– The Visual: Klayman’s documentary shows Weiwei’s own attempt to document anything and everything that the Chinese police force throws at him. The role of image-making becomes a kind of persistent threat in his own activism, rather than simply a tool of truth or lies. In one memorable scene from the film, Weiwei’s assistants film the police filming them as they attempt to eat out on the street – a moment of bio-political oversight that becomes, in the act of two camera lenses pointing directly back at each other, a clear example of what Ranciere describes as the shared tools of politics and aesthetics. If art has the ability to make sensible and visible that which is not, it articulates the line between emancipation and domination.

– Art: Finally, Weiwei converts these voices of dissent and acts of visibility into his own installations. Weiwei’s installation at the Tate Modern in 2011, which featured close to 100 million sunflower seeds spread across the floor, is explicitly an allegory for the Chinese political situation, though in very material ways. The “sunflower seeds” were actually Chinese porcelain beads, painted to look like sunflower seeds – the exported work of Chinese human hands that forces the viewer to confront their origin and the millions of unseen lives they represent.

I’m not sure if such art matters in its own right, but my point is that Weiwei deserves continued attention for reinvigorating the importance of the artist. As Klaymen’s documentary shows, art and democracy remain burning questions, if only we’d look in the right places.

1 comment
  1. I like this a lot. It gives something concrete to what Ranciere’s talking about with “redistribution of the sensible.” Twitter’s a good example of how new technologies can make simple speech becomes a kind of aesthetic object that takes on a kind of autonomous power through repetition. Pretty cool.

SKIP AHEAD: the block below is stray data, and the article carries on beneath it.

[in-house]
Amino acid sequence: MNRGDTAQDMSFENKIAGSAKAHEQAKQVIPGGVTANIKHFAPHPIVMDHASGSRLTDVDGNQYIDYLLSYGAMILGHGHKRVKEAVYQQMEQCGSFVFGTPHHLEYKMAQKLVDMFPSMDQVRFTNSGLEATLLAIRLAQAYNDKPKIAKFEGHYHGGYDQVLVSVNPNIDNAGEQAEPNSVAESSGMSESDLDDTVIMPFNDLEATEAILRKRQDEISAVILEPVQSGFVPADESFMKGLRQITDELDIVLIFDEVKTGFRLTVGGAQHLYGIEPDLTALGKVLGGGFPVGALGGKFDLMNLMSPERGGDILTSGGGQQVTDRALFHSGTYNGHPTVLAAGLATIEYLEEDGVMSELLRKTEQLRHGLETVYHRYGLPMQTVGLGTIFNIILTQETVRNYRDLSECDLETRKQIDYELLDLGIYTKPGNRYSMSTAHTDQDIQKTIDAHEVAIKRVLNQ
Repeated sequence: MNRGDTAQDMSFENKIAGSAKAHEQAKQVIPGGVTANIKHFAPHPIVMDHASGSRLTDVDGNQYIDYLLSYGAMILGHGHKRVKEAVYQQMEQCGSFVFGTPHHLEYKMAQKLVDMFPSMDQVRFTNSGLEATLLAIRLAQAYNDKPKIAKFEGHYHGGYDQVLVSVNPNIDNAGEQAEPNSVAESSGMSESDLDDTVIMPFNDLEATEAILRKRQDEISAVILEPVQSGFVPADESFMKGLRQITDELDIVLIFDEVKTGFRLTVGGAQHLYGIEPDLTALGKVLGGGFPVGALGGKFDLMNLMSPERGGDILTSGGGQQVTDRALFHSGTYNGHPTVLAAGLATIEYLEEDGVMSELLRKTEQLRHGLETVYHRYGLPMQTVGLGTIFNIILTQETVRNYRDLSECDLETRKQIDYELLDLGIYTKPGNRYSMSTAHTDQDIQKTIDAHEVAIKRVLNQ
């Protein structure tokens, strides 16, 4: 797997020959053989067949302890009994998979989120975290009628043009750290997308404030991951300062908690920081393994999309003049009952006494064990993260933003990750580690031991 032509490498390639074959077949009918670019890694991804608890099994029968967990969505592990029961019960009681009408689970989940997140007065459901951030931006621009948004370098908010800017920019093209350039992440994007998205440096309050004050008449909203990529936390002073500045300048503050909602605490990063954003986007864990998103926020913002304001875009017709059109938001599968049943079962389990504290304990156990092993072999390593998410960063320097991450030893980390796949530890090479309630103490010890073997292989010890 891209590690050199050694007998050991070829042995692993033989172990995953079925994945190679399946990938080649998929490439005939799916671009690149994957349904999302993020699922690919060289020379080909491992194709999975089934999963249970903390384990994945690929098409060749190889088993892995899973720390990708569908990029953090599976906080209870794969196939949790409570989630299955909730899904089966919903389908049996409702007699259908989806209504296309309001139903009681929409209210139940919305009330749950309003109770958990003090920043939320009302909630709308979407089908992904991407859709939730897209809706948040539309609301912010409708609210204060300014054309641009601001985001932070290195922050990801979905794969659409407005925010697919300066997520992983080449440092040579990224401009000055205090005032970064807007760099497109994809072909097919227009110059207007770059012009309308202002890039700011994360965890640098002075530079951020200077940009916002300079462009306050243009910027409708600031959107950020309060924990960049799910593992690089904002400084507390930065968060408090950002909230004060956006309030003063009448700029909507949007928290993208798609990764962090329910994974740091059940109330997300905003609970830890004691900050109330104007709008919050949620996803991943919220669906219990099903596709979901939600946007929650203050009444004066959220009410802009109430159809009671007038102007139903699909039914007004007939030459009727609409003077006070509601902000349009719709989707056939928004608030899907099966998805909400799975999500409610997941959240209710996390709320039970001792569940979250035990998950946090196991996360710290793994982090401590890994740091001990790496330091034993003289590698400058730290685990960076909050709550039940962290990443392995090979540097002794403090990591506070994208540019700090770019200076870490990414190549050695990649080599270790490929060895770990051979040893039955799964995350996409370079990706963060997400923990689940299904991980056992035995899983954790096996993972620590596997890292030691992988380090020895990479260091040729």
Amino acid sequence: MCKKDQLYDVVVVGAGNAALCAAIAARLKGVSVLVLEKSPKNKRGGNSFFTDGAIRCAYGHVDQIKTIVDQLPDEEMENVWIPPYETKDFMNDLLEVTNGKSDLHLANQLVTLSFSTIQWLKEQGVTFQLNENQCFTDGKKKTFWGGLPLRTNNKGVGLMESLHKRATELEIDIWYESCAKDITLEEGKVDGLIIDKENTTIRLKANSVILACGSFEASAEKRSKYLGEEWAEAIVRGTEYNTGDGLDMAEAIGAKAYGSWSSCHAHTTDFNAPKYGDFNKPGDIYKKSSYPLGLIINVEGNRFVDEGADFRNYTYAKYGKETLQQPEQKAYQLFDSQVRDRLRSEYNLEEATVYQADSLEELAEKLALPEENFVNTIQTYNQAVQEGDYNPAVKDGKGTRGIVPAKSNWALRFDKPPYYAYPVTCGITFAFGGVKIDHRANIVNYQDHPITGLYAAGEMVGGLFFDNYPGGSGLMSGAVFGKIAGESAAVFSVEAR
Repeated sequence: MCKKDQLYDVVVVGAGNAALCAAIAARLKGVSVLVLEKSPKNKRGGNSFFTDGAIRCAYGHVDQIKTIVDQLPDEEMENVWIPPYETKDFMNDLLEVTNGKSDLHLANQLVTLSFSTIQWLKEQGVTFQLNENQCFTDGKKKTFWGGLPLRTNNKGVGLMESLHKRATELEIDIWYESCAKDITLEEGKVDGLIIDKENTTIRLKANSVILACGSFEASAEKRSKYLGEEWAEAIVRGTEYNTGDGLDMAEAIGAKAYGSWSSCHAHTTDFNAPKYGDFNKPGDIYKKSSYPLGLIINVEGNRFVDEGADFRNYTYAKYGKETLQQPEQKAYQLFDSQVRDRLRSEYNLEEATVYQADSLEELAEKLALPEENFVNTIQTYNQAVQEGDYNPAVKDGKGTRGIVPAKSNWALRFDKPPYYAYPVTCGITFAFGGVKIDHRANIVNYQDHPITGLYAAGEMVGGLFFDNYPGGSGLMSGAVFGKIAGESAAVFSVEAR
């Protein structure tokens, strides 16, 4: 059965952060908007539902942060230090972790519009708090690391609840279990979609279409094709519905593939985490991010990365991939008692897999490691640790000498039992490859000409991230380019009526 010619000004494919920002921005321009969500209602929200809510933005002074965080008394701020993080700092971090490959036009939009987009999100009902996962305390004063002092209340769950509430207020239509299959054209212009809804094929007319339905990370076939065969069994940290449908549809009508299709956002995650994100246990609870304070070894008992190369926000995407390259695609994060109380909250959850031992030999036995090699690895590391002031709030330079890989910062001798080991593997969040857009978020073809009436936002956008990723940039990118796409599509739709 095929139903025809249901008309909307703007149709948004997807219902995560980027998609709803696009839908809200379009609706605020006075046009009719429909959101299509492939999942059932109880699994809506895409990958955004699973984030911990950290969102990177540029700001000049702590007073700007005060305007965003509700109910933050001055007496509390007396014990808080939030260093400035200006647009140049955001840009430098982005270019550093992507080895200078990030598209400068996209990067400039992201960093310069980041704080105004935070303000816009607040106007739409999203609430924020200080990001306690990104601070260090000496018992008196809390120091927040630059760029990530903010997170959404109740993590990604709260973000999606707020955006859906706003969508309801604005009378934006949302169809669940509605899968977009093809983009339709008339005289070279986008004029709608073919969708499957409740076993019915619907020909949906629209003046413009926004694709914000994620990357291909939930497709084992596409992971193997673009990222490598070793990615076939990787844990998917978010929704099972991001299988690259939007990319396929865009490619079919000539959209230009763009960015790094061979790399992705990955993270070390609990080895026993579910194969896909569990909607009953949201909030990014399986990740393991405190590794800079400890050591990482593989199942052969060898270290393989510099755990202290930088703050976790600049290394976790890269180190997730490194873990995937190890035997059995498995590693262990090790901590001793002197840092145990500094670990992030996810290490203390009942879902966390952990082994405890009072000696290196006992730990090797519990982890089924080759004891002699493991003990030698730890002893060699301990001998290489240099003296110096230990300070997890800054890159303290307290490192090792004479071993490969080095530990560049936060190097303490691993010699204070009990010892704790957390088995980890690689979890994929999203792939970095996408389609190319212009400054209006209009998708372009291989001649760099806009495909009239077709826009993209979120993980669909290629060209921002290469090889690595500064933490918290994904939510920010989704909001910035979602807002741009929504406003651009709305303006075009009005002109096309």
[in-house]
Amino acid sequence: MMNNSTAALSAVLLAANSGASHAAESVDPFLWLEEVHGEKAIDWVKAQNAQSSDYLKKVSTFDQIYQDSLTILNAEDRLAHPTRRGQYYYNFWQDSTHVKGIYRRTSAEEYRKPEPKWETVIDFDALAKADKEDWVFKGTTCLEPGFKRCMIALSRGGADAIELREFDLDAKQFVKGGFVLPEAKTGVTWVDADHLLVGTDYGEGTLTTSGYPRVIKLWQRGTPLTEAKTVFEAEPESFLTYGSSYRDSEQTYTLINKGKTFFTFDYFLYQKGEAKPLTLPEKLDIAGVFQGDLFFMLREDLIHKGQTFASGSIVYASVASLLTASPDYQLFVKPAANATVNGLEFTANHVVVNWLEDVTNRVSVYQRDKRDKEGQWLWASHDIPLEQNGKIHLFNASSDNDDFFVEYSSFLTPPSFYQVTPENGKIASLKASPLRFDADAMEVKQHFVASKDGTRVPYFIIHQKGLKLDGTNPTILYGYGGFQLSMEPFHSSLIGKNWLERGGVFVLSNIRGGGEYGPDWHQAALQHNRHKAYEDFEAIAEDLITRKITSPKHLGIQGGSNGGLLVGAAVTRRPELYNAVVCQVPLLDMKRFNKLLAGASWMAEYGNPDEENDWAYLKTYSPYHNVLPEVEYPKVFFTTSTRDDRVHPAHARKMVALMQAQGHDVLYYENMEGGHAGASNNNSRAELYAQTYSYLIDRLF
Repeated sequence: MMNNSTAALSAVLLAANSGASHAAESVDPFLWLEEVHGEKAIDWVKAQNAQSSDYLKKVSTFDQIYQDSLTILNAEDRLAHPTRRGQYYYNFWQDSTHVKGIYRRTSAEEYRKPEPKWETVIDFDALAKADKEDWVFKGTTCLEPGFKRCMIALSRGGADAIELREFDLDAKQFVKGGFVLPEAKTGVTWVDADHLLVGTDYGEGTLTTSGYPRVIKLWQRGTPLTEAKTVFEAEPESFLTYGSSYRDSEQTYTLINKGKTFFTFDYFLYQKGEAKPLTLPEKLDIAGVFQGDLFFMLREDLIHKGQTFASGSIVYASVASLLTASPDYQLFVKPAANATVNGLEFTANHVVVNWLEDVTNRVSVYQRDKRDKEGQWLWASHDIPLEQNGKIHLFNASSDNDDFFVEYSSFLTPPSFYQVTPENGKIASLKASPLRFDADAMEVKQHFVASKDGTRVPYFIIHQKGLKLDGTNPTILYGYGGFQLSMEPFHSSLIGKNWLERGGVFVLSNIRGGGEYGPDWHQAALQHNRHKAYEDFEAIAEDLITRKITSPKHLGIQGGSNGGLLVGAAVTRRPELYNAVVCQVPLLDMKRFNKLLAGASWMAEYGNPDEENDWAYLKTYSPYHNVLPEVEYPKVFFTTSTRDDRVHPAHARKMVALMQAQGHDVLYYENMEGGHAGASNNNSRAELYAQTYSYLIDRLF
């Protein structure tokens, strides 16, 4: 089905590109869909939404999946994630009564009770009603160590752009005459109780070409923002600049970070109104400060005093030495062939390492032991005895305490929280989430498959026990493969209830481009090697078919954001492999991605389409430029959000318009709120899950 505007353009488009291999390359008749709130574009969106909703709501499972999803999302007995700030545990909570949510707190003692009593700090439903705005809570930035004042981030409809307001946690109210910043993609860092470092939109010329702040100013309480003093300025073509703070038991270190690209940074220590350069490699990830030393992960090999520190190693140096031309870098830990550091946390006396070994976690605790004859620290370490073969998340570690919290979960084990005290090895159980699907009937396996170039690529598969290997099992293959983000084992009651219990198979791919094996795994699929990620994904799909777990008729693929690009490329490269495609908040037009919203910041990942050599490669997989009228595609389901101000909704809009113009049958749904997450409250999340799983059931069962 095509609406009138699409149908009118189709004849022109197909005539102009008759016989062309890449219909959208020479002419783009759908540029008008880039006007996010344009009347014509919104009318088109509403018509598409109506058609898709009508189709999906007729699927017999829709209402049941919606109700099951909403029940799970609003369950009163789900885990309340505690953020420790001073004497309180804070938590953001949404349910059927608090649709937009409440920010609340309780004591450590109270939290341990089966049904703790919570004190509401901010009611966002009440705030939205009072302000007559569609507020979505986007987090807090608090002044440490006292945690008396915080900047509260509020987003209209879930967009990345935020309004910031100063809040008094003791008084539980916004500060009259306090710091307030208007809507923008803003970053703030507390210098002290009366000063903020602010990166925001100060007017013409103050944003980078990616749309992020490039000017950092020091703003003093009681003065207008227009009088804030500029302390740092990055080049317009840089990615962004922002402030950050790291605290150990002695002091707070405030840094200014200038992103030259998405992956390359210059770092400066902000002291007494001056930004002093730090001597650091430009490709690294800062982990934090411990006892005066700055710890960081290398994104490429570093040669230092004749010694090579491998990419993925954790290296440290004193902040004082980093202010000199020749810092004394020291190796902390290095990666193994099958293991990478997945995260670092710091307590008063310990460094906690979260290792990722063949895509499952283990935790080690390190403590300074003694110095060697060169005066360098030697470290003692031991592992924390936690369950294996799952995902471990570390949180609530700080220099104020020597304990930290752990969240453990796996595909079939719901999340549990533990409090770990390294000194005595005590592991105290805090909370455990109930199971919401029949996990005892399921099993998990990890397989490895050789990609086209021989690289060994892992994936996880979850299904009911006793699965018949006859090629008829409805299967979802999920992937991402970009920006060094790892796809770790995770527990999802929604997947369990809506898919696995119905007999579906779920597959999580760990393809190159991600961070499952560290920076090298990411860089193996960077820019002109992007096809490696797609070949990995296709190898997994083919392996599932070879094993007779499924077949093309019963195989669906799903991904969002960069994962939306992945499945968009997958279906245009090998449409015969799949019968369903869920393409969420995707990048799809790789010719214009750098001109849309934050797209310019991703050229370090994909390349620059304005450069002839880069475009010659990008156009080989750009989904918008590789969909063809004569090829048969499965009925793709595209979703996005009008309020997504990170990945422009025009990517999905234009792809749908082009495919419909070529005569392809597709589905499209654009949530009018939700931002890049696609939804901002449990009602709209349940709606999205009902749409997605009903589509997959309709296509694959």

One thing that bugs me about both Ranciere and Weiwei here is that both seem to reduce aesthetics (whatever that is) to rhetoric. What I mean is that art becomes something primarily useful and capable of intervention in other arenas rather than something interesting for its own sake. Maybe that’s too romantic, but it seems like we lose “Beauty” or some kind of appreciation of form for its own sake.

    Take one of the pictures that may have finally gotten him in trouble:

    The point of the picture is provocative, period. And its caption/title is a play on words that simply insults the government. It’s a visual protest. But is it something you’d want to look at for its own sake?

    Now, maybe that’s the point. Especially in a Western context, entertainment, escapism, attractiveness are everywhere. Maybe art needs to be concerned with something that just disturbs that. And maybe that’s what Ranciere means when he says that contemporary art has to “redistribute” our sensibilities, not just play to them. But if that’s the case, then art’s primary function in his view is vastly different from what I normally think of. Art *must* be an engaged and reorganizing of rhetorical possibilities. The notion of a masterpiece, a “great novel,” or humanist ideas of universal themes are pretty much irrelevant, right? That’s fine, but it seems like we may also lose a lot of what draws people to art in the first place, whether that be beauty, imagination, escapism, all those old classical bugaboos.